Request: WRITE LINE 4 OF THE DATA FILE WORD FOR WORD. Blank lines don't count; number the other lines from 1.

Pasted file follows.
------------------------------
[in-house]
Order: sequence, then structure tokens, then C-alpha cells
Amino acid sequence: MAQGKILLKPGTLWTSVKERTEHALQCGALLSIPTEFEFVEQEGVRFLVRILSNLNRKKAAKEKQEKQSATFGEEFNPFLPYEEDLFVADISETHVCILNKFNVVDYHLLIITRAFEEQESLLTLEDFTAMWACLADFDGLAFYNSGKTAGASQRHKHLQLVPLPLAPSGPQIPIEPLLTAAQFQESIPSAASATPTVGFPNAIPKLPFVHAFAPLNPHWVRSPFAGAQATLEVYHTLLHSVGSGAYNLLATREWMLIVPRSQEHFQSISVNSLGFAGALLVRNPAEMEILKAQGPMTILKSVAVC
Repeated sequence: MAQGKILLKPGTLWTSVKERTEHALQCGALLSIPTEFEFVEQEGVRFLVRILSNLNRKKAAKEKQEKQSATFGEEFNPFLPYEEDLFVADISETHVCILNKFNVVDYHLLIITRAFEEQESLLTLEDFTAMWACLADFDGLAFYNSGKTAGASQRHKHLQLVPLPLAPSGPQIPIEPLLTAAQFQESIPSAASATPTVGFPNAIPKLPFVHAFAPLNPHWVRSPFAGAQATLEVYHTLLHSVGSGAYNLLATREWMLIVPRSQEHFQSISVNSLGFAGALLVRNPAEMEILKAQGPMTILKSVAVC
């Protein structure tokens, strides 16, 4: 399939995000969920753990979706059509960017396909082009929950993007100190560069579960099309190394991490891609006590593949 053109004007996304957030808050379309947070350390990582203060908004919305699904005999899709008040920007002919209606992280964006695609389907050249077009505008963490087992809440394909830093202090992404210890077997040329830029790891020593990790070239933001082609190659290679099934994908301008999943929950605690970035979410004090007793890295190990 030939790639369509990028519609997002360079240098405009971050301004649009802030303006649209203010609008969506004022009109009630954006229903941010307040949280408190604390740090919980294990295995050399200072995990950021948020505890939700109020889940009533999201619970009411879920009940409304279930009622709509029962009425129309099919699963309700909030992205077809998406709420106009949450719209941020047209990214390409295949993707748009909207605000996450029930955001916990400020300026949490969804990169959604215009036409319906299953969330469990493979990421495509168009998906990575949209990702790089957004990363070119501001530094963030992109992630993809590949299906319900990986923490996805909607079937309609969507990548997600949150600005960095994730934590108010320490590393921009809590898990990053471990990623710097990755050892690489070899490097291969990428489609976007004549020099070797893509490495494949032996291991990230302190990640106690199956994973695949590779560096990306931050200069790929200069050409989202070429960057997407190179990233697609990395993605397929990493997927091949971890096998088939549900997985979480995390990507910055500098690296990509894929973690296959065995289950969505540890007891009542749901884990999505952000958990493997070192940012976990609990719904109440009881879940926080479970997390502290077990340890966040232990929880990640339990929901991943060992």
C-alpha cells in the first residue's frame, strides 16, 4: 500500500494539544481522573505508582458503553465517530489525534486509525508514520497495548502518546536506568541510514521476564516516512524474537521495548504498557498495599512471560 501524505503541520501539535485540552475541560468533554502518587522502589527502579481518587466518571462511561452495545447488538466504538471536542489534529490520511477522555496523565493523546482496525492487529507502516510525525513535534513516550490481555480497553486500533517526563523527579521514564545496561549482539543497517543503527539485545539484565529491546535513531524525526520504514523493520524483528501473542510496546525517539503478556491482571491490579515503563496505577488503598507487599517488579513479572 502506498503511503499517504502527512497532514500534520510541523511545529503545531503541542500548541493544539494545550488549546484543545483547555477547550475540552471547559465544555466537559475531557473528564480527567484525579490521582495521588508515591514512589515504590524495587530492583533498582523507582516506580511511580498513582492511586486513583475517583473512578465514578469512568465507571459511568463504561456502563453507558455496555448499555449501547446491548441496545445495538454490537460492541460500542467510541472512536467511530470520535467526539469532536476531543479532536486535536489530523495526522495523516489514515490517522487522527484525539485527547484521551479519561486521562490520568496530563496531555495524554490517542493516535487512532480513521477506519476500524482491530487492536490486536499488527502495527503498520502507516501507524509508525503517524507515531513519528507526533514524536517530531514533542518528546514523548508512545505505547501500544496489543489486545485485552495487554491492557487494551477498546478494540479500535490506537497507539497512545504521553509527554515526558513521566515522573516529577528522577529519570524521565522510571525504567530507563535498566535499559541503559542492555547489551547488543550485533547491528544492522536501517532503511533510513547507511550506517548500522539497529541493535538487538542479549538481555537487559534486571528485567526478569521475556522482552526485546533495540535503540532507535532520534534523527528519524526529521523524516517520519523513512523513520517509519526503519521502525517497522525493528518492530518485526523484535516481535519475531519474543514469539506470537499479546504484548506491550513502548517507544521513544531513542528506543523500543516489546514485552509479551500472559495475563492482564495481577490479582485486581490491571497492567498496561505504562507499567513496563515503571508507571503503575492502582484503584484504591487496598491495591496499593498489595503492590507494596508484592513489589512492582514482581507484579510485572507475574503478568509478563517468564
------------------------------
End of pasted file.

Repeated sequence: MAQGKILLKPGTLWTSVKERTEHALQCGALLSIPTEFEFVEQEGVRFLVRILSNLNRKKAAKEKQEKQSATFGEEFNPFLPYEEDLFVADISETHVCILNKFNVVDYHLLIITRAFEEQESLLTLEDFTAMWACLADFDGLAFYNSGKTAGASQRHKHLQLVPLPLAPSGPQIPIEPLLTAAQFQESIPSAASATPTVGFPNAIPKLPFVHAFAPLNPHWVRSPFAGAQATLEVYHTLLHSVGSGAYNLLATREWMLIVPRSQEHFQSISVNSLGFAGALLVRNPAEMEILKAQGPMTILKSVAVC